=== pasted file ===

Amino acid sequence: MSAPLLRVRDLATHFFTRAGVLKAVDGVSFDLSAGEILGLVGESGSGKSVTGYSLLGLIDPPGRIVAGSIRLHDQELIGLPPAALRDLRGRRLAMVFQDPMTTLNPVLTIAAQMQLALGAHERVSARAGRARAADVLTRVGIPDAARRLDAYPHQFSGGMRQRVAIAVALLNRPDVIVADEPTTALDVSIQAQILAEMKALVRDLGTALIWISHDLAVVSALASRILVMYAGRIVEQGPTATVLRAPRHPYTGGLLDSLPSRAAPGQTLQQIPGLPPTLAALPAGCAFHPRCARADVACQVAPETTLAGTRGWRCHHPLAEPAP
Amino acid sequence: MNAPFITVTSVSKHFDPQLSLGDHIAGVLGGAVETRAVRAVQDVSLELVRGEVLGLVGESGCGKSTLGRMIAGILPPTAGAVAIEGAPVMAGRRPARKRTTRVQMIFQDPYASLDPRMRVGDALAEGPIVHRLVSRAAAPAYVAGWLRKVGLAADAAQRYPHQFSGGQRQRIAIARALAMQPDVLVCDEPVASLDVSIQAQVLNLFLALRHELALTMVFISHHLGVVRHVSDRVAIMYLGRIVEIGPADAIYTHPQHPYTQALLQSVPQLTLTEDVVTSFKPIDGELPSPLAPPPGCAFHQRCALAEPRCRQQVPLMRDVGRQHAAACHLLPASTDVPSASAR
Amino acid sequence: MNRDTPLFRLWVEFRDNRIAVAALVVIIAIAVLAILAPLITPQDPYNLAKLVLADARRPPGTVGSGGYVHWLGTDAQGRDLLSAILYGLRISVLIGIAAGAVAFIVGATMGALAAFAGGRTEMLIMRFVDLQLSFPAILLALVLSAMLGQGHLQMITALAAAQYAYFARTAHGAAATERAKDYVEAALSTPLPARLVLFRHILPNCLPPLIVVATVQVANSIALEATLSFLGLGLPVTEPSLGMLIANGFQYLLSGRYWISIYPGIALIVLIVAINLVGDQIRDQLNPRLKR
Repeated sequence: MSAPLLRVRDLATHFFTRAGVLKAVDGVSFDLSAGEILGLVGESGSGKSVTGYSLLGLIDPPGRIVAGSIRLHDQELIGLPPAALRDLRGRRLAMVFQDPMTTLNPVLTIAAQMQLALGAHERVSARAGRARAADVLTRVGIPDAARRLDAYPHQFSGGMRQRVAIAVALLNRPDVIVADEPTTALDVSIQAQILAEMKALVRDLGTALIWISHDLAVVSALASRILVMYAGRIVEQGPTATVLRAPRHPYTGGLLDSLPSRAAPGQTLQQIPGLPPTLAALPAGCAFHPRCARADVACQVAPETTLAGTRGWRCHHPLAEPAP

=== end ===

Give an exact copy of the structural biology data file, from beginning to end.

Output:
Amino acid sequence: MSAPLLRVRDLATHFFTRAGVLKAVDGVSFDLSAGEILGLVGESGSGKSVTGYSLLGLIDPPGRIVAGSIRLHDQELIGLPPAALRDLRGRRLAMVFQDPMTTLNPVLTIAAQMQLALGAHERVSARAGRARAADVLTRVGIPDAARRLDAYPHQFSGGMRQRVAIAVALLNRPDVIVADEPTTALDVSIQAQILAEMKALVRDLGTALIWISHDLAVVSALASRILVMYAGRIVEQGPTATVLRAPRHPYTGGLLDSLPSRAAPGQTLQQIPGLPPTLAALPAGCAFHPRCARADVACQVAPETTLAGTRGWRCHHPLAEPAP
Amino acid sequence: MNAPFITVTSVSKHFDPQLSLGDHIAGVLGGAVETRAVRAVQDVSLELVRGEVLGLVGESGCGKSTLGRMIAGILPPTAGAVAIEGAPVMAGRRPARKRTTRVQMIFQDPYASLDPRMRVGDALAEGPIVHRLVSRAAAPAYVAGWLRKVGLAADAAQRYPHQFSGGQRQRIAIARALAMQPDVLVCDEPVASLDVSIQAQVLNLFLALRHELALTMVFISHHLGVVRHVSDRVAIMYLGRIVEIGPADAIYTHPQHPYTQALLQSVPQLTLTEDVVTSFKPIDGELPSPLAPPPGCAFHQRCALAEPRCRQQVPLMRDVGRQHAAACHLLPASTDVPSASAR
Amino acid sequence: MNRDTPLFRLWVEFRDNRIAVAALVVIIAIAVLAILAPLITPQDPYNLAKLVLADARRPPGTVGSGGYVHWLGTDAQGRDLLSAILYGLRISVLIGIAAGAVAFIVGATMGALAAFAGGRTEMLIMRFVDLQLSFPAILLALVLSAMLGQGHLQMITALAAAQYAYFARTAHGAAATERAKDYVEAALSTPLPARLVLFRHILPNCLPPLIVVATVQVANSIALEATLSFLGLGLPVTEPSLGMLIANGFQYLLSGRYWISIYPGIALIVLIVAINLVGDQIRDQLNPRLKR
Repeated sequence: MSAPLLRVRDLATHFFTRAGVLKAVDGVSFDLSAGEILGLVGESGSGKSVTGYSLLGLIDPPGRIVAGSIRLHDQELIGLPPAALRDLRGRRLAMVFQDPMTTLNPVLTIAAQMQLALGAHERVSARAGRARAADVLTRVGIPDAARRLDAYPHQFSGGMRQRVAIAVALLNRPDVIVADEPTTALDVSIQAQILAEMKALVRDLGTALIWISHDLAVVSALASRILVMYAGRIVEQGPTATVLRAPRHPYTGGLLDSLPSRAAPGQTLQQIPGLPPTLAALPAGCAFHPRCARADVACQVAPETTLAGTRGWRCHHPLAEPAP